Two decades after he was accused of planting a parcel bomb outside the home of a Sydney bodybuilder and Kings Cross figure, Robert De Heredia has finally spoken as a free man.
De Heredia was accused of leaving a handmade bomb outside Brett Boyd's house in 1998 on Sydney's north shore, hidden in a package addressed to Boyd's girlfriend and penthouse pet Simone Starr.
The bomb, filled with shrapnel and steel bolts, blew up in Boyd's face, leaving him with horrific injuries.
He lost his left eye and most of his vision in his right. The blast also severed his right thumb and one of his ear drums burst.
Boyd, a beloved personal trainer who dated models but was embroiled in Sydney's underworld, survived the blast.
But his mental health was never the same and nine years later, in 2008, Boyd took his own life.
"The bomb was designed to kill him," Brett's sister Susan Boyd told 60 Minutes.
"He didn't just want to kill Brett, he wanted to obliterate him. It was so personal, it was fuelled with such hate.
"What has stayed with me is walking into the hospital. And Brett was a beautiful looking man and it just looked like someone had got a bucket of black gunpowder and blood and just thrown it over his whole face. And what's stayed with me is this slow steady drip of the blood running from his left eye."
Found not guilty in April this year, Robert De Heredia was finally able to live his life as a free man.
But it wasn't without a handful of near brushes with death along the way.
When police found De Heredia's DNA on the postage stamps and his fingerprints on a card in the door, detectives charged him with attempting to murder his friend Brett Boyd.
He was released on conditional bail and was required to report to Randwick Police Station.
The first day De Heredia went to report to police, a woman walking past the station saw Boyd and a friend in a car loading a weapon.
Boyd was arrested with police finding a machine gun, a pistol and a bullet proof vest in the car.
A few months later, in July 1999, De Heredia was shot in a carpark near Sydney Airport.
That same month, he fled Australia, faking his own death by spattering his car with his own blood in Kings Cross and using a friend's passport to fly to Europe.
"It is the actions of an innocent man if you've been shot and if you've got evidence turning up in your apartment," De Heredia told the program, lashing claims his escape made him look more guilty.
"If I hadn't been shot and the evidence wasn't there, then you're exactly right. I agree with you wholeheartedly, but I had bullets in me. I've got evidence appearing in my apartment while I'm locked up in jail. I'm sorry, I'm not going to wait around to see what the next chapter holds because the next chapter is either death or it's prison."
After spending 17 years on the run and looking over his shoulder, De Heredia was arrested in 2016 at the age of 47.
The jury on his first attempted murder trial were sent home after failing to reach a verdict after five days. His second trial, in April of this year, returned a verdict of not guilty.
"I've got my life back now," De Heredia tells 60 Minutes.
Simone Starr, the girlfriend of Brett Boyd at the time, also recently broken her silence over the horrific bombing, speaking to Channel 7's Sunday Night.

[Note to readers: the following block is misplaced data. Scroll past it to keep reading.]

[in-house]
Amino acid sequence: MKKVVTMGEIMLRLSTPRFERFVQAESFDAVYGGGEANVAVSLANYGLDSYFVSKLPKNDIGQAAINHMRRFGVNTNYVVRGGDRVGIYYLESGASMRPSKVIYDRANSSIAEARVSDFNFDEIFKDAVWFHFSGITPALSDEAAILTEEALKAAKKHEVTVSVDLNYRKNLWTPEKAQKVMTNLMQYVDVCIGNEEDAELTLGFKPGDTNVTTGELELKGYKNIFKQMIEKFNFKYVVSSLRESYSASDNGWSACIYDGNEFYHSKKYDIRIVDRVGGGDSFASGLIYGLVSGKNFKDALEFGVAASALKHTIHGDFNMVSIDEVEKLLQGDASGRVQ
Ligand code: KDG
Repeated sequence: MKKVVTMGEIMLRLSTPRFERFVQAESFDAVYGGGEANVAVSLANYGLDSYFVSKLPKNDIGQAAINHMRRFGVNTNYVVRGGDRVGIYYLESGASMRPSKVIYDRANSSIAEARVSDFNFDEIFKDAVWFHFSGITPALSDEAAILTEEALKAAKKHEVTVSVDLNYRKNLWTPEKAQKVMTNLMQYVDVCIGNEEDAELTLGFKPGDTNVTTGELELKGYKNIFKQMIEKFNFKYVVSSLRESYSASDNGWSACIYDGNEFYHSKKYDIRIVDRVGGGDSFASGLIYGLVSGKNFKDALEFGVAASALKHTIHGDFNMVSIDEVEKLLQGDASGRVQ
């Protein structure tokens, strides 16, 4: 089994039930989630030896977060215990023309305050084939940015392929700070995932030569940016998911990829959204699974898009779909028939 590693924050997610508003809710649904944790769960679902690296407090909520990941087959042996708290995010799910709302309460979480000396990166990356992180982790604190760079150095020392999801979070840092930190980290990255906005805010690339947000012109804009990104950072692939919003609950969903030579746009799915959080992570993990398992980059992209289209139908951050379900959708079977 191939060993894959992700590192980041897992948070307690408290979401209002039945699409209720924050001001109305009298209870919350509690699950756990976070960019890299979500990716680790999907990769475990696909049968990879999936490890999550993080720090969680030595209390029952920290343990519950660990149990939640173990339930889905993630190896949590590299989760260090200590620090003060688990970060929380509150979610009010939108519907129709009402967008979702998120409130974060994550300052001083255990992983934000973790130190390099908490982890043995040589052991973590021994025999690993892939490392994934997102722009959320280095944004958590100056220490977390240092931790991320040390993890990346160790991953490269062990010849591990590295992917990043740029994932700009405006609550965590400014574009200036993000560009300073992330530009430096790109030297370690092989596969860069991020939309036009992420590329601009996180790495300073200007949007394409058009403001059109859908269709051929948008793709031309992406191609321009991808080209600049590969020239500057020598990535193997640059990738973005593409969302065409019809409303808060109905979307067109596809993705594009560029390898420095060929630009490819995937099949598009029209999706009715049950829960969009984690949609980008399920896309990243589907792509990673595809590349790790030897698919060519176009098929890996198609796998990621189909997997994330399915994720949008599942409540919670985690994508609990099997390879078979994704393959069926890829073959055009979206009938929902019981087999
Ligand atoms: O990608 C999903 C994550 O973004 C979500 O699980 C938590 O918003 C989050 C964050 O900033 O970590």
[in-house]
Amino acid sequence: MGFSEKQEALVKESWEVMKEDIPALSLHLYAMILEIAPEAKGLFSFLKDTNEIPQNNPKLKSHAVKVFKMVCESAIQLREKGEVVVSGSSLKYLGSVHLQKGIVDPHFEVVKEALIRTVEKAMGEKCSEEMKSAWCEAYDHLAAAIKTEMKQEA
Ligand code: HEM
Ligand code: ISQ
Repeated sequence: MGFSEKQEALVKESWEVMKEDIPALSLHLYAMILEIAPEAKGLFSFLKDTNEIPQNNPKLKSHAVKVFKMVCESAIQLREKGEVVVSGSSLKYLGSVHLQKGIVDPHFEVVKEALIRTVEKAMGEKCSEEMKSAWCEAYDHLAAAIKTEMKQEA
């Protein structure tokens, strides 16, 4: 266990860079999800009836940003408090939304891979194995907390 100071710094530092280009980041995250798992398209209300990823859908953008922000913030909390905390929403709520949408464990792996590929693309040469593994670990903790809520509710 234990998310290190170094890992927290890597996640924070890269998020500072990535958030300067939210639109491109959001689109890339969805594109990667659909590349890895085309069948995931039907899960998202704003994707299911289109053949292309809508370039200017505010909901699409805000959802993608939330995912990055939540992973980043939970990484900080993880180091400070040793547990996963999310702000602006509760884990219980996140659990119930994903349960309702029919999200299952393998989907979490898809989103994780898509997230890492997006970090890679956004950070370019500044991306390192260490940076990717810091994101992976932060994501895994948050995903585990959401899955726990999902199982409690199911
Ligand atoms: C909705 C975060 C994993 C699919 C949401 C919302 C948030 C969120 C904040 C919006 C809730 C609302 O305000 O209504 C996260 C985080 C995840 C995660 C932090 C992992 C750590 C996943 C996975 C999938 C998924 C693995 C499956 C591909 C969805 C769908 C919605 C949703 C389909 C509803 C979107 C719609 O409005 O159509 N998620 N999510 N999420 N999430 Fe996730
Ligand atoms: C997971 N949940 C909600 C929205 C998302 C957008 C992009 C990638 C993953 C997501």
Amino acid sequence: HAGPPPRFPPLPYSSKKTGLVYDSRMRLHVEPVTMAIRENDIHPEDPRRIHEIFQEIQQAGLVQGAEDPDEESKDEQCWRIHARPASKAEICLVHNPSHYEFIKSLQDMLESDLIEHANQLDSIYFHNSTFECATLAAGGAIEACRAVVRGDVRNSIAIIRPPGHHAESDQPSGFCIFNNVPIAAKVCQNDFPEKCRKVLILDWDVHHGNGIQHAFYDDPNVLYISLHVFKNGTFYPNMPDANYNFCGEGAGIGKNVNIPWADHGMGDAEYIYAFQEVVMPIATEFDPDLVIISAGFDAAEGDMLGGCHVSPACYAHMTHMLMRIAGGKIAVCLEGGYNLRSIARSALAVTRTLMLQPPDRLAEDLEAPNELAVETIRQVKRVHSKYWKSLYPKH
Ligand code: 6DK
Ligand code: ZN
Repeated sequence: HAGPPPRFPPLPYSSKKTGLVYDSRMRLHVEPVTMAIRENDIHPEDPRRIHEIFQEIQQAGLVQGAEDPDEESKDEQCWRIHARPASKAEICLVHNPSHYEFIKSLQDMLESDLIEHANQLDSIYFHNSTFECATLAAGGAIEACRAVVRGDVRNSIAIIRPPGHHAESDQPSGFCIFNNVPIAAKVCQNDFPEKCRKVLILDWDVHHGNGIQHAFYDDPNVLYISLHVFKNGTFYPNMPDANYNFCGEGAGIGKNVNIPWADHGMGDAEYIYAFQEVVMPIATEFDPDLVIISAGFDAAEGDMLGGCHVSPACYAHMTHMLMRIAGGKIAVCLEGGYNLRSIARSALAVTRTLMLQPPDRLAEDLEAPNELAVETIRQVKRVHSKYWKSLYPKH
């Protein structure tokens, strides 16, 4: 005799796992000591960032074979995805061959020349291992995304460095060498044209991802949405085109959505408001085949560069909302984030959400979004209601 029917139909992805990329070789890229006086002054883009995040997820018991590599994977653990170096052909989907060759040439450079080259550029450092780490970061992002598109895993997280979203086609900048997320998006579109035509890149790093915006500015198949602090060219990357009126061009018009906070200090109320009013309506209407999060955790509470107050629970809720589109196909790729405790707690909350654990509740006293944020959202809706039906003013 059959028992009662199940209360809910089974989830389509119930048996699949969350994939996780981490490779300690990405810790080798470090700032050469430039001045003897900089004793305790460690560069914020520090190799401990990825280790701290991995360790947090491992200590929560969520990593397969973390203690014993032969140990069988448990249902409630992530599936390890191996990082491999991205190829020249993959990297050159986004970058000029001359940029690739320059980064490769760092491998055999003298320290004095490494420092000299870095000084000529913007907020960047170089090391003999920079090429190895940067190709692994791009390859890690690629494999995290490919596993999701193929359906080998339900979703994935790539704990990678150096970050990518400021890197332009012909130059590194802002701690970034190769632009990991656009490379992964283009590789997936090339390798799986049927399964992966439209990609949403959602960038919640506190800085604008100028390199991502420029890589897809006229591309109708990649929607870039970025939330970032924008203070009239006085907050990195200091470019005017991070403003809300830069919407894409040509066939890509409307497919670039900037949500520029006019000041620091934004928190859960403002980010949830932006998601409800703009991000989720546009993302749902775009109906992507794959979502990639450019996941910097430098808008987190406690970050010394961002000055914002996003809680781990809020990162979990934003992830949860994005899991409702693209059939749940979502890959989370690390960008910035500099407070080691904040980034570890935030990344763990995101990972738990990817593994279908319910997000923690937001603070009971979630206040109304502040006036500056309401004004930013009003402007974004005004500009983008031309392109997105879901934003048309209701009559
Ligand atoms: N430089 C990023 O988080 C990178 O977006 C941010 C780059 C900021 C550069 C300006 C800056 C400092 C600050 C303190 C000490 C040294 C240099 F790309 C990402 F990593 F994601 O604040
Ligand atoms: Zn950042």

Working as a high-class escort at the time, Starr told Sunday Night she was "shattered and shocked" after hearing the news.
When Boyd woke up from his coma, he immediately told his girlfriend the bomb wasn't for her — despite the parcel being addressed to her.
Daily Telegraph's crime editor Mark Morri, who wrote a book on the ordeal and Sydney's underworld called Hate Mail, agrees.
"I've thought about it. I've talked to a lot of people who were around at the time," Morri said.
"I don't think she warranted that sort of sophisticated attempt on her life. The theory is the only reason it was addressed to Simone is that if it was addressed to Brett, he wouldn't have picked it up.
"So he's gone, 'I thought it was shoes that Simone had ordered. No-one knows that I live here.' And that was why he picked it up."
Starr, who was released from jail last week after serving seven years in prison for drug trafficking, is hoping to get her life back on track.
"There's not been a lot of joy, you know? It's a loveless existence," she said.
"I remember, it was one of the last times I saw (Brett) and he goes, 'You know what, Simone? All I want is for you to find happiness, cause I know that's the one thing that you've
been trying to find all your life.' And you know what? At the end of the day, if I could pay for it and buy it, I would.
"But you can't buy that kind of stuff, you know? It has to come to you. I haven't been happy for a long time. Sometimes I'm my own worst enemy, you know?"
WHERE TO GET HELP:
If you are worried about your or someone else's mental health, the best place to get help is your GP or local mental health provider. However, if you or someone else is in danger or endangering others, call police immediately on 111.
OR IF YOU NEED TO TALK TO SOMEONE ELSE:
• LIFELINE: 0800 543 354 or 09 5222 999 within Auckland (available 24/7)
• SUICIDE CRISIS HELPLINE: 0508 828 865 (0508 TAUTOKO) (available 24/7)
• YOUTHLINE: 0800 376 633 ,free text 234 or email email@example.com or online chat.
• NEED TO TALK? Free call or text 1737 (available 24/7)
• KIDSLINE: 0800 543 754 (available 24/7)
• WHATSUP: 0800 942 8787 (1pm to 11pm)
• DEPRESSION HELPLINE: 0800 111 757
• SAMARITANS – 0800 726 666.